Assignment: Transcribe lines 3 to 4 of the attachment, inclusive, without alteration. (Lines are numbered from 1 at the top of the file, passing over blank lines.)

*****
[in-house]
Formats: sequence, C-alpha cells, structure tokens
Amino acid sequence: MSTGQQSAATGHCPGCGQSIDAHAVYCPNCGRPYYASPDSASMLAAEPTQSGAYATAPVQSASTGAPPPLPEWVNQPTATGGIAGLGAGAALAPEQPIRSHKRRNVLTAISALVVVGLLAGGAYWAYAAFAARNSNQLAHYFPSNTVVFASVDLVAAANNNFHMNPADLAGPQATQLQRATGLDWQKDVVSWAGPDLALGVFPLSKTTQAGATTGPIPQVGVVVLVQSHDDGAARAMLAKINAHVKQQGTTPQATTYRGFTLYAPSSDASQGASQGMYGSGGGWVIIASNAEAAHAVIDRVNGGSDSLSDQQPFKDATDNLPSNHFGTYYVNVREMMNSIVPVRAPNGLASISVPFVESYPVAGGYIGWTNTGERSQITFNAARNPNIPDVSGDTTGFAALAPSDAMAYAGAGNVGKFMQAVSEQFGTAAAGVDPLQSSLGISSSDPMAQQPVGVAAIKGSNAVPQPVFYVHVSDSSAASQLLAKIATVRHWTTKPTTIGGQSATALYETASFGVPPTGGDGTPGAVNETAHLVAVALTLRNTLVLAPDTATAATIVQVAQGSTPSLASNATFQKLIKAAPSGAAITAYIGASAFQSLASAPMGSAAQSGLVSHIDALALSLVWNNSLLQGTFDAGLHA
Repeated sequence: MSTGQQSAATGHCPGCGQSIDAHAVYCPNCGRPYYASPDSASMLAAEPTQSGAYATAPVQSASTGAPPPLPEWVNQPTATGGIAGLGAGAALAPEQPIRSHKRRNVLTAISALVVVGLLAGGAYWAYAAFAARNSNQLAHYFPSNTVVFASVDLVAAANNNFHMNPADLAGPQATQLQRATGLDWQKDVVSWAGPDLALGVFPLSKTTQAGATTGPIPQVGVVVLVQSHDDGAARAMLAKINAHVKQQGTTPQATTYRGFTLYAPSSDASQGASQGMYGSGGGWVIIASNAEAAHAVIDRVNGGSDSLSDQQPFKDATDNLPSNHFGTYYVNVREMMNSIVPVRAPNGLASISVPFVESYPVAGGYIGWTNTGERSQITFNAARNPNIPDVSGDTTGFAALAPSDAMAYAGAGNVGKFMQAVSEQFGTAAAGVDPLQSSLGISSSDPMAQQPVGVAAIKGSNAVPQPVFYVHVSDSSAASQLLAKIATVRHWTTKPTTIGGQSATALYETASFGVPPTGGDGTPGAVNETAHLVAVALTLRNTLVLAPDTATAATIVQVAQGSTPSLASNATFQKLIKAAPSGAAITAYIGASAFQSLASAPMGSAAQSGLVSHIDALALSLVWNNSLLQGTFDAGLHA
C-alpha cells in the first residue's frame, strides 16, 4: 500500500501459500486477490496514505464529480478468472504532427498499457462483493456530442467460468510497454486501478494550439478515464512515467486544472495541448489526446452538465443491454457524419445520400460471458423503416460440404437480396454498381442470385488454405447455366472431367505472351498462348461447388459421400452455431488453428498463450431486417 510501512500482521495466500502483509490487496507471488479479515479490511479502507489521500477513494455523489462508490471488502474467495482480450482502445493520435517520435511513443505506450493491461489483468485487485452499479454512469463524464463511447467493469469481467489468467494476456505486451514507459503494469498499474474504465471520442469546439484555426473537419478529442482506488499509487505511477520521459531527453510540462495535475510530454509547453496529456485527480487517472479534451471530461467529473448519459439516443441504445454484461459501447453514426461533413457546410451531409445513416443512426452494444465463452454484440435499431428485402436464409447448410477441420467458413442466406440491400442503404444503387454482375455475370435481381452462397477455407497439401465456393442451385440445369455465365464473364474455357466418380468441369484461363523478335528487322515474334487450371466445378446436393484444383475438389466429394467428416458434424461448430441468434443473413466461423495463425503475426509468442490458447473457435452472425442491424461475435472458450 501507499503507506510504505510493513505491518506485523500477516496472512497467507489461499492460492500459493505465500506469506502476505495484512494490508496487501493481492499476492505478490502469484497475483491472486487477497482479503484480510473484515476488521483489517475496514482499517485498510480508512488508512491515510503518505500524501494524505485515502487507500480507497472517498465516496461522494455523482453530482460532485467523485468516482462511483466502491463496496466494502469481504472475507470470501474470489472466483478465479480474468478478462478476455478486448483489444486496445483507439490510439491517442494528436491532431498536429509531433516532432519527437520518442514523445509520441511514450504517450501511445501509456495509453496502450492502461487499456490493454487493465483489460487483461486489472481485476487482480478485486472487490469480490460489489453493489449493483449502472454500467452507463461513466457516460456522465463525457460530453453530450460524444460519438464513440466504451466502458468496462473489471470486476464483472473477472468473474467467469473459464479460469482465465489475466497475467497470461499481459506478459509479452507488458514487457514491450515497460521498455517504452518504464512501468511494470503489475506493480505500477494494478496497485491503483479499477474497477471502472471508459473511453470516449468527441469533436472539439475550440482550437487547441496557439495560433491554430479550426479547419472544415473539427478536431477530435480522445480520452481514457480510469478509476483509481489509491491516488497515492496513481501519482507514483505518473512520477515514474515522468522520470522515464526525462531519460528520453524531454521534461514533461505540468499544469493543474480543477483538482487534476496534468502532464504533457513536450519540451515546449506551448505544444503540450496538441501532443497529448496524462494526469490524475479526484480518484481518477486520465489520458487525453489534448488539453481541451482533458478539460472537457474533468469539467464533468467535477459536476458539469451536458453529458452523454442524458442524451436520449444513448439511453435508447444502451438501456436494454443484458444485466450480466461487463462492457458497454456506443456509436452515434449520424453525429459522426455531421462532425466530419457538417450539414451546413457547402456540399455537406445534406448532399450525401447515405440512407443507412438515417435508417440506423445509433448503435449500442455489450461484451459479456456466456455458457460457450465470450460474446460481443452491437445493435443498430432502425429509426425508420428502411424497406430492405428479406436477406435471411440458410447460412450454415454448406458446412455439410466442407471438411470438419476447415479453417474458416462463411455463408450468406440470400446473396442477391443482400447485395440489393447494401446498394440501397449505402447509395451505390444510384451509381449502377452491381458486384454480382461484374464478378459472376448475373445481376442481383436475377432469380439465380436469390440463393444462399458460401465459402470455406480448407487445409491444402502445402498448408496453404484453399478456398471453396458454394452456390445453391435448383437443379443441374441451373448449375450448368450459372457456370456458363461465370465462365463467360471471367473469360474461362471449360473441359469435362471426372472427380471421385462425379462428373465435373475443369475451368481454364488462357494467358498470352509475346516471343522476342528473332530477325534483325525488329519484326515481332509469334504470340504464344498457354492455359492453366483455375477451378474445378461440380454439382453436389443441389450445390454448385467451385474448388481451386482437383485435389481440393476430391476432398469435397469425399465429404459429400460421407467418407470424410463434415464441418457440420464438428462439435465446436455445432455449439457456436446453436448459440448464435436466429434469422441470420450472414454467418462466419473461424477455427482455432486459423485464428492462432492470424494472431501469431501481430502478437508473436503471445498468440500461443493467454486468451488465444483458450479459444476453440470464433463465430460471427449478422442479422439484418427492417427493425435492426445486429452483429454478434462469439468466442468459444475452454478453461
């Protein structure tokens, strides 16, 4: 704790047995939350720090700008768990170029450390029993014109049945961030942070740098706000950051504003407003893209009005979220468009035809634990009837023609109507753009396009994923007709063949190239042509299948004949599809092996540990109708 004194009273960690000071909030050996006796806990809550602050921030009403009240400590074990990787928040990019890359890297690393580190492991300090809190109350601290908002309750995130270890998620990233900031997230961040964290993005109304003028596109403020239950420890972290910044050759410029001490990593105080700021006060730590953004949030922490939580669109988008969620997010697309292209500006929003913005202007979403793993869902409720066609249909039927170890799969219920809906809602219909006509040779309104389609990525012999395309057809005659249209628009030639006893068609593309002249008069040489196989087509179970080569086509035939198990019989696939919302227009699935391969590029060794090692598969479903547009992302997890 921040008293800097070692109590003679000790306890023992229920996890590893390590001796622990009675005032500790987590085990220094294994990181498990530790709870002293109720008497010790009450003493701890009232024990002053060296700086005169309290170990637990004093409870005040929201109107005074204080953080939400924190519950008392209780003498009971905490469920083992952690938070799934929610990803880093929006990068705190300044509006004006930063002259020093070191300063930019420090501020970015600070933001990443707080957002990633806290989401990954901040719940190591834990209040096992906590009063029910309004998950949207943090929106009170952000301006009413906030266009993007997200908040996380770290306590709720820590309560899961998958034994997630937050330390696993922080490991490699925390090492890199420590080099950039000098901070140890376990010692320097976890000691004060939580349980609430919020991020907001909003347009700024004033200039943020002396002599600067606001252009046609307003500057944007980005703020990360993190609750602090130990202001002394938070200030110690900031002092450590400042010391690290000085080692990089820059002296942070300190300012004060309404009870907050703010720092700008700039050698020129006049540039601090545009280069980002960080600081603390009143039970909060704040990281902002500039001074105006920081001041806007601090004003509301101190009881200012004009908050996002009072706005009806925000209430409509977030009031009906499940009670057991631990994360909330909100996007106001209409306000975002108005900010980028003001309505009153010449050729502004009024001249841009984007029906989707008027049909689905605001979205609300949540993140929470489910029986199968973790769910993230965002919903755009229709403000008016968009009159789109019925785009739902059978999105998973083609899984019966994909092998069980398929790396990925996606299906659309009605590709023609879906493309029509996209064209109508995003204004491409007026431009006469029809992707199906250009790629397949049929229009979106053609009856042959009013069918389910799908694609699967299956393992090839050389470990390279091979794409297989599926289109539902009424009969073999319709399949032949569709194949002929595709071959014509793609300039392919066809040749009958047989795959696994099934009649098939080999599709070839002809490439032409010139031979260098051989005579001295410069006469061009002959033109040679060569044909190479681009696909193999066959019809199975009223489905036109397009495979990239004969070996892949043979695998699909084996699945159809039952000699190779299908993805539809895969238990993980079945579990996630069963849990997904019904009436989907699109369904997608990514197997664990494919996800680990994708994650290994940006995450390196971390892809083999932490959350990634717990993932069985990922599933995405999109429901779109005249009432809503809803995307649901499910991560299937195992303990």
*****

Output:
Amino acid sequence: MSTGQQSAATGHCPGCGQSIDAHAVYCPNCGRPYYASPDSASMLAAEPTQSGAYATAPVQSASTGAPPPLPEWVNQPTATGGIAGLGAGAALAPEQPIRSHKRRNVLTAISALVVVGLLAGGAYWAYAAFAARNSNQLAHYFPSNTVVFASVDLVAAANNNFHMNPADLAGPQATQLQRATGLDWQKDVVSWAGPDLALGVFPLSKTTQAGATTGPIPQVGVVVLVQSHDDGAARAMLAKINAHVKQQGTTPQATTYRGFTLYAPSSDASQGASQGMYGSGGGWVIIASNAEAAHAVIDRVNGGSDSLSDQQPFKDATDNLPSNHFGTYYVNVREMMNSIVPVRAPNGLASISVPFVESYPVAGGYIGWTNTGERSQITFNAARNPNIPDVSGDTTGFAALAPSDAMAYAGAGNVGKFMQAVSEQFGTAAAGVDPLQSSLGISSSDPMAQQPVGVAAIKGSNAVPQPVFYVHVSDSSAASQLLAKIATVRHWTTKPTTIGGQSATALYETASFGVPPTGGDGTPGAVNETAHLVAVALTLRNTLVLAPDTATAATIVQVAQGSTPSLASNATFQKLIKAAPSGAAITAYIGASAFQSLASAPMGSAAQSGLVSHIDALALSLVWNNSLLQGTFDAGLHA
Repeated sequence: MSTGQQSAATGHCPGCGQSIDAHAVYCPNCGRPYYASPDSASMLAAEPTQSGAYATAPVQSASTGAPPPLPEWVNQPTATGGIAGLGAGAALAPEQPIRSHKRRNVLTAISALVVVGLLAGGAYWAYAAFAARNSNQLAHYFPSNTVVFASVDLVAAANNNFHMNPADLAGPQATQLQRATGLDWQKDVVSWAGPDLALGVFPLSKTTQAGATTGPIPQVGVVVLVQSHDDGAARAMLAKINAHVKQQGTTPQATTYRGFTLYAPSSDASQGASQGMYGSGGGWVIIASNAEAAHAVIDRVNGGSDSLSDQQPFKDATDNLPSNHFGTYYVNVREMMNSIVPVRAPNGLASISVPFVESYPVAGGYIGWTNTGERSQITFNAARNPNIPDVSGDTTGFAALAPSDAMAYAGAGNVGKFMQAVSEQFGTAAAGVDPLQSSLGISSSDPMAQQPVGVAAIKGSNAVPQPVFYVHVSDSSAASQLLAKIATVRHWTTKPTTIGGQSATALYETASFGVPPTGGDGTPGAVNETAHLVAVALTLRNTLVLAPDTATAATIVQVAQGSTPSLASNATFQKLIKAAPSGAAITAYIGASAFQSLASAPMGSAAQSGLVSHIDALALSLVWNNSLLQGTFDAGLHA